With an RDBMS, data needs to fit into rows and columns, and required fields rule, so a request to alter the data model kicks off an elaborate change management process. On the other hand, NoSQL databases such as Couchbase, MongoDB, or Cassandra are not intended to enforce rigid data structures, so new data elements can be added on the fly.
As for ramping up capacity, a big part of the NoSQL value proposition is the ability to scale out rather than up. In other words, with NoSQL, you can simply add commodity servers as needed. In contrast, with an RDBMS, you need to upgrade the horsepower of a single RDBMS server, and when you need to add more RDBMS servers, you must "shard" the database across them, which incurs other complications.
Aside from extreme scalability, what are NoSQL databases good for? You'll be amazed to learn that NoSQL database software vendors are inclined to say "almost everything." In a recent InfoWorld interview, 10gen CEO Dwight Merriman offered a good example: "One telco wrote a product catalog application for their company, a giant company with 100,000 products. Some of them are phones, some of them are extended warranties, and some of them are service plans. They have all these different properties to their products. They found it was very easy to do that with MongoDB because of the way the data model works."
Shoot first, aim later
Another characteristic of NoSQL databases, including Hadoop in its own way, is that developers tend to like writing to them a lot more than they enjoy working with relational databases. NoSQL lends itself the shorter dev cycles characteristic of agile development. That yields faster development times on top of breaking the bottleneck of rigid data models.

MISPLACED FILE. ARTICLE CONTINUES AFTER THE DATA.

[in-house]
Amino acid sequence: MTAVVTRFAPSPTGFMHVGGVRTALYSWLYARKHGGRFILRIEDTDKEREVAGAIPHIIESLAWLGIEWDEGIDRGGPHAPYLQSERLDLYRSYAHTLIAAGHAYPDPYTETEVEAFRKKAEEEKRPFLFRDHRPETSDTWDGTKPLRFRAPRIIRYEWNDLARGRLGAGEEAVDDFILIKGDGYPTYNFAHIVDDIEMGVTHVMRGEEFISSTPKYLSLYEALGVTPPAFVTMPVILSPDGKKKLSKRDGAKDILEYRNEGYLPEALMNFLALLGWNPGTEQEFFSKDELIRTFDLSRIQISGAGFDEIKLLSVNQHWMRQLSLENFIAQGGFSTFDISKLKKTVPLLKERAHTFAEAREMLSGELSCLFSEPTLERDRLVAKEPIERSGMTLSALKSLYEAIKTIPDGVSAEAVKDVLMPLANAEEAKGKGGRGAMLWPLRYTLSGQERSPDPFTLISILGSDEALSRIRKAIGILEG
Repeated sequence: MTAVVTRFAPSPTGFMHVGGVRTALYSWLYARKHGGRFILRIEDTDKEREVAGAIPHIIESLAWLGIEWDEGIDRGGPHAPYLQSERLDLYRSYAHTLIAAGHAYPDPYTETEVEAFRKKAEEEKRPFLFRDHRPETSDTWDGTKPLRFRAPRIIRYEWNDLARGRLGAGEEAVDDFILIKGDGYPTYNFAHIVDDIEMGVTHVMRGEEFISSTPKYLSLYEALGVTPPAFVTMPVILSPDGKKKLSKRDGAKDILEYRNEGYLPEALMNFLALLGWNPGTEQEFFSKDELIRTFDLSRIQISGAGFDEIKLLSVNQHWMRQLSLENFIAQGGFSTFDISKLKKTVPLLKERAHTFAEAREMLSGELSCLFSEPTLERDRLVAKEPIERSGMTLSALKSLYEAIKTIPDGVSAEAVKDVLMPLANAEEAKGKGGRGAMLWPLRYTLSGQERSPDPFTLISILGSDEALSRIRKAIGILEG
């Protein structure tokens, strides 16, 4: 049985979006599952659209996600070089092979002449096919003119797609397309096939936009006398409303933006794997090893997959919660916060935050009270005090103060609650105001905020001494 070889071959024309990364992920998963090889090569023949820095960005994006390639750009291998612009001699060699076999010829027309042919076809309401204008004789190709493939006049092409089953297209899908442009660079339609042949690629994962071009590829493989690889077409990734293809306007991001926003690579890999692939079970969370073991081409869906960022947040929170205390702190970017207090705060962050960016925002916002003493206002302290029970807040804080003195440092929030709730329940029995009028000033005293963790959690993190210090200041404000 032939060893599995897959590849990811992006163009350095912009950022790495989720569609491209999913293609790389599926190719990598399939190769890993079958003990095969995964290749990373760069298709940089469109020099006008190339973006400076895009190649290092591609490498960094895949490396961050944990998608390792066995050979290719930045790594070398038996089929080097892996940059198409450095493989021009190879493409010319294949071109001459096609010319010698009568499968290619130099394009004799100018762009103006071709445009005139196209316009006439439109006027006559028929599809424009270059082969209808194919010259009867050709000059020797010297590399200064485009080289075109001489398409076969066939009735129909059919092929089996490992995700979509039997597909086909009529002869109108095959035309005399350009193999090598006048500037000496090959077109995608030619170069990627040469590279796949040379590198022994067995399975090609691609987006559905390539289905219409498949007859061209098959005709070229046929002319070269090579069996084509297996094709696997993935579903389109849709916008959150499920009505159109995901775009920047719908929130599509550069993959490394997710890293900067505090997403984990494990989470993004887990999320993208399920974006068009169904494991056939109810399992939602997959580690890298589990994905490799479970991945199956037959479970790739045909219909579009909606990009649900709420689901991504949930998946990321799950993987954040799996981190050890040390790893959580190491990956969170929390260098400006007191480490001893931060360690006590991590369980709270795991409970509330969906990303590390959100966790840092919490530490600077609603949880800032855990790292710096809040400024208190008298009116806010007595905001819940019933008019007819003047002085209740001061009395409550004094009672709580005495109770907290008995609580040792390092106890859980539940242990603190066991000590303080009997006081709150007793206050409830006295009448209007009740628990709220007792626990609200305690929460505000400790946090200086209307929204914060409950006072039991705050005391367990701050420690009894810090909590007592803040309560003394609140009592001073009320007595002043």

Data security is still a concern. But all the enterprise-class vendors building on the major open source projects -- Cassandra, Couchbase, Hadoop, MongoDB -- are adding security controls at a furious rate.
Meanwhile, there's little excuse to sit on the sidelines. Almost all new big data software comes in an open source version; in many organizations, developers are already downloading and experimenting whether management knows it or not.
As for analytics, everyone is accumulating terabytes of semistructured data by default for fear of breaking compliance regulations, so why not derive some insight from that obnoxious quantity of bits? In some instances, IT can benefit directly. In the case study "Big data drives high performance for Cars.com," for example, you can see how a major website used the big data tool Splunk to ensure snappy application performance and defend against malicious bots.
The cost of entry is low, and the potential benefits are high. You don't need to jump into big data with a fully baked strategy; in fact, that would run counter to the whole idea. Wade in, experiment with Hadoop and NoSQL technologies, and see what works. As you build, you'll discover along the way which investments of time, effort, and money have the potential to pay off most.
This article, "Why you should jump into big data," originally appeared at InfoWorld.com. Read more of Eric Knorr's Modernizing IT blog. And for the latest business technology news, follow InfoWorld on Twitter.